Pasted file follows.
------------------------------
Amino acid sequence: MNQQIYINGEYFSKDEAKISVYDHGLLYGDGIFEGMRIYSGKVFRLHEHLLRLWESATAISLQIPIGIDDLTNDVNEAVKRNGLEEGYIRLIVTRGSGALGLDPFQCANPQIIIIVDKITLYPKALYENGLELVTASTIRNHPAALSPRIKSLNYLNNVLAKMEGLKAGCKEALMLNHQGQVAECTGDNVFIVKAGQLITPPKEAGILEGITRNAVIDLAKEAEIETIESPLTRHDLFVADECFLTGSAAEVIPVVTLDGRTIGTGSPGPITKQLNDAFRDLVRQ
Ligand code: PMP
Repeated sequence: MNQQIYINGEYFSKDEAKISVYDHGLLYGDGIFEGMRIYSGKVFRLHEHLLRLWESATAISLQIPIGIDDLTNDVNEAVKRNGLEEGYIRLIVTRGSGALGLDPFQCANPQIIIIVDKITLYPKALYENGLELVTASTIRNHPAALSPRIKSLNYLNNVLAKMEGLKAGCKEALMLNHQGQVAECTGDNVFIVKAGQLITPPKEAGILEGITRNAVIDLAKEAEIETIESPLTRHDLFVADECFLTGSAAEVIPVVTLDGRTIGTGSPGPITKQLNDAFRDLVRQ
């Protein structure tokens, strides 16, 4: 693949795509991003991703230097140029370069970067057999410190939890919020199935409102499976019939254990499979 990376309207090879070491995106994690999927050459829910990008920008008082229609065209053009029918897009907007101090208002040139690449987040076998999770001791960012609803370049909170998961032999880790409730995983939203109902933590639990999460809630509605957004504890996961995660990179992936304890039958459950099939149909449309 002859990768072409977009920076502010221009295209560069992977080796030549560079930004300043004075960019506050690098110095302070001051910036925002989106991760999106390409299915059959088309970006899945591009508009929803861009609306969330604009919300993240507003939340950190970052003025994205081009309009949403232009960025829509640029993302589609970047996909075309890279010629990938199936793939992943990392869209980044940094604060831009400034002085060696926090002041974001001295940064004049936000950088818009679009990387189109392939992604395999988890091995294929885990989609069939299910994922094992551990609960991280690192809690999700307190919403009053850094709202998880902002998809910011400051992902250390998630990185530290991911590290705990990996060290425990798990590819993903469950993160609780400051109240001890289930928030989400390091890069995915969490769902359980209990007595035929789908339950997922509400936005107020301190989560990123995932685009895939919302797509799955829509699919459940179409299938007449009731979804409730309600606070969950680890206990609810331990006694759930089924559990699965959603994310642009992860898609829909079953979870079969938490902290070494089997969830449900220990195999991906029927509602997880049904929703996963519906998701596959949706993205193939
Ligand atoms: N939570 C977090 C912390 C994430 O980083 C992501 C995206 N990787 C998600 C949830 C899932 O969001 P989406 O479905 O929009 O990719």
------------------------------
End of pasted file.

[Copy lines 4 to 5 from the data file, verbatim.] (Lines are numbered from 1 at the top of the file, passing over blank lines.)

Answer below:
């Protein structure tokens, strides 16, 4: 693949795509991003991703230097140029370069970067057999410190939890919020199935409102499976019939254990499979 990376309207090879070491995106994690999927050459829910990008920008008082229609065209053009029918897009907007101090208002040139690449987040076998999770001791960012609803370049909170998961032999880790409730995983939203109902933590639990999460809630509605957004504890996961995660990179992936304890039958459950099939149909449309 002859990768072409977009920076502010221009295209560069992977080796030549560079930004300043004075960019506050690098110095302070001051910036925002989106991760999106390409299915059959088309970006899945591009508009929803861009609306969330604009919300993240507003939340950190970052003025994205081009309009949403232009960025829509640029993302589609970047996909075309890279010629990938199936793939992943990392869209980044940094604060831009400034002085060696926090002041974001001295940064004049936000950088818009679009990387189109392939992604395999988890091995294929885990989609069939299910994922094992551990609960991280690192809690999700307190919403009053850094709202998880902002998809910011400051992902250390998630990185530290991911590290705990990996060290425990798990590819993903469950993160609780400051109240001890289930928030989400390091890069995915969490769902359980209990007595035929789908339950997922509400936005107020301190989560990123995932685009895939919302797509799955829509699919459940179409299938007449009731979804409730309600606070969950680890206990609810331990006694759930089924559990699965959603994310642009992860898609829909079953979870079969938490902290070494089997969830449900220990195999991906029927509602997880049904929703996963519906998701596959949706993205193939
Ligand atoms: N939570 C977090 C912390 C994430 O980083 C992501 C995206 N990787 C998600 C949830 C899932 O969001 P989406 O479905 O929009 O990719």